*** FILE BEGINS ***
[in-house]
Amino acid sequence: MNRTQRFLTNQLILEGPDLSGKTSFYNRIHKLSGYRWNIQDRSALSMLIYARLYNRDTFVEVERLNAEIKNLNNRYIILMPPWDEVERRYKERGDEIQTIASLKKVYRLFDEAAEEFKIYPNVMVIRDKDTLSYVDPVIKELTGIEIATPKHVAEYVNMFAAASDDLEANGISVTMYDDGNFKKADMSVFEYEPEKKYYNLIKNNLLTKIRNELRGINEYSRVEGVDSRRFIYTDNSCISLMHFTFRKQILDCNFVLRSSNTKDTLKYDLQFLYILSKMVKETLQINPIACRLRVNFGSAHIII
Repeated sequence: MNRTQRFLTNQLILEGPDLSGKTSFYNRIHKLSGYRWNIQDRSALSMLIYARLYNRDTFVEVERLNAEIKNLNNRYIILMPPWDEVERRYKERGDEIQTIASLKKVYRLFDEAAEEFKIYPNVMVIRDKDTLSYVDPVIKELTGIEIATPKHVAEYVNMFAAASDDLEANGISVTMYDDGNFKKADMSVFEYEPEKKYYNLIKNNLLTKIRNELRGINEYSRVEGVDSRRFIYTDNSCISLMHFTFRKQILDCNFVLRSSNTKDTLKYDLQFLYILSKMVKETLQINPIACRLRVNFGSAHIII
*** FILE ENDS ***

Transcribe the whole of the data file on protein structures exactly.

[in-house]
Amino acid sequence: MNRTQRFLTNQLILEGPDLSGKTSFYNRIHKLSGYRWNIQDRSALSMLIYARLYNRDTFVEVERLNAEIKNLNNRYIILMPPWDEVERRYKERGDEIQTIASLKKVYRLFDEAAEEFKIYPNVMVIRDKDTLSYVDPVIKELTGIEIATPKHVAEYVNMFAAASDDLEANGISVTMYDDGNFKKADMSVFEYEPEKKYYNLIKNNLLTKIRNELRGINEYSRVEGVDSRRFIYTDNSCISLMHFTFRKQILDCNFVLRSSNTKDTLKYDLQFLYILSKMVKETLQINPIACRLRVNFGSAHIII
Repeated sequence: MNRTQRFLTNQLILEGPDLSGKTSFYNRIHKLSGYRWNIQDRSALSMLIYARLYNRDTFVEVERLNAEIKNLNNRYIILMPPWDEVERRYKERGDEIQTIASLKKVYRLFDEAAEEFKIYPNVMVIRDKDTLSYVDPVIKELTGIEIATPKHVAEYVNMFAAASDDLEANGISVTMYDDGNFKKADMSVFEYEPEKKYYNLIKNNLLTKIRNELRGINEYSRVEGVDSRRFIYTDNSCISLMHFTFRKQILDCNFVLRSSNTKDTLKYDLQFLYILSKMVKETLQINPIACRLRVNFGSAHIII